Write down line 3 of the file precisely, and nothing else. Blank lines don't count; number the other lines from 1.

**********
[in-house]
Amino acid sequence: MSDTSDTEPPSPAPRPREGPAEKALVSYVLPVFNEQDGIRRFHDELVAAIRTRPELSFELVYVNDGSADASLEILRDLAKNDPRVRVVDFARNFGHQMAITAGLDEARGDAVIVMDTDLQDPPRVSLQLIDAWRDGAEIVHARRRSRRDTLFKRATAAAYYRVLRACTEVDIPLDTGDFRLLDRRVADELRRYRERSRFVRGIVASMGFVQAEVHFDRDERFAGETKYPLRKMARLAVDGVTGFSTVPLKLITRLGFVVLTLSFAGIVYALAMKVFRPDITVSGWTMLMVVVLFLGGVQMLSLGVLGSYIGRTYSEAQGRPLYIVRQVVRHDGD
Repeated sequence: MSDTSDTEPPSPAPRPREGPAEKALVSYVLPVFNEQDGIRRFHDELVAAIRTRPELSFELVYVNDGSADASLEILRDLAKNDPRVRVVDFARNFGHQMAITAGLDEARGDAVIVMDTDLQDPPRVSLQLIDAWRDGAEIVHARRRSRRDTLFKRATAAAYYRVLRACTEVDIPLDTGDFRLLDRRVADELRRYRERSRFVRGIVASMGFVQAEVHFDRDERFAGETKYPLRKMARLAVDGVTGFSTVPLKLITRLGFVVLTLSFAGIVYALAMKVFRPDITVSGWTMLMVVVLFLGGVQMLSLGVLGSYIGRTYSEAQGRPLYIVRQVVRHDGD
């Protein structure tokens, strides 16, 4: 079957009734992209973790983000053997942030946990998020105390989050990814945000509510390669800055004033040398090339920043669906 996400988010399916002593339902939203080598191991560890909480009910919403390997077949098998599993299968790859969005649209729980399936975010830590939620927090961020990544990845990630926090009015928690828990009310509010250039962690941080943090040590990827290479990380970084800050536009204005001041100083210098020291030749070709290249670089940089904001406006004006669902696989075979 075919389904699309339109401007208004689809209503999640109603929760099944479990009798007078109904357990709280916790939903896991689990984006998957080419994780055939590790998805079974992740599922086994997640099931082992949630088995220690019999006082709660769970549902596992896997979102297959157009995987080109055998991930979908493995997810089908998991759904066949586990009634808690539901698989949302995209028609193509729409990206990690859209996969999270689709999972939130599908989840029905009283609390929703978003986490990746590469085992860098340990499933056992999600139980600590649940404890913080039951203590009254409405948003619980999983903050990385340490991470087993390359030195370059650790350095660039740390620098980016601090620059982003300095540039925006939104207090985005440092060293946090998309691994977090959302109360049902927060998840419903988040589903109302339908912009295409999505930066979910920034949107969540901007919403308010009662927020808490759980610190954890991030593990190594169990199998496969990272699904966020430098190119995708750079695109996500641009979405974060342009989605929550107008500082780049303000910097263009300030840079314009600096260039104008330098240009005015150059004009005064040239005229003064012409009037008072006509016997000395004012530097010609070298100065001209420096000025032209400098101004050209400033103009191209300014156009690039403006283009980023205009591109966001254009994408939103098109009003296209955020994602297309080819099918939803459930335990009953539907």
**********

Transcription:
Repeated sequence: MSDTSDTEPPSPAPRPREGPAEKALVSYVLPVFNEQDGIRRFHDELVAAIRTRPELSFELVYVNDGSADASLEILRDLAKNDPRVRVVDFARNFGHQMAITAGLDEARGDAVIVMDTDLQDPPRVSLQLIDAWRDGAEIVHARRRSRRDTLFKRATAAAYYRVLRACTEVDIPLDTGDFRLLDRRVADELRRYRERSRFVRGIVASMGFVQAEVHFDRDERFAGETKYPLRKMARLAVDGVTGFSTVPLKLITRLGFVVLTLSFAGIVYALAMKVFRPDITVSGWTMLMVVVLFLGGVQMLSLGVLGSYIGRTYSEAQGRPLYIVRQVVRHDGD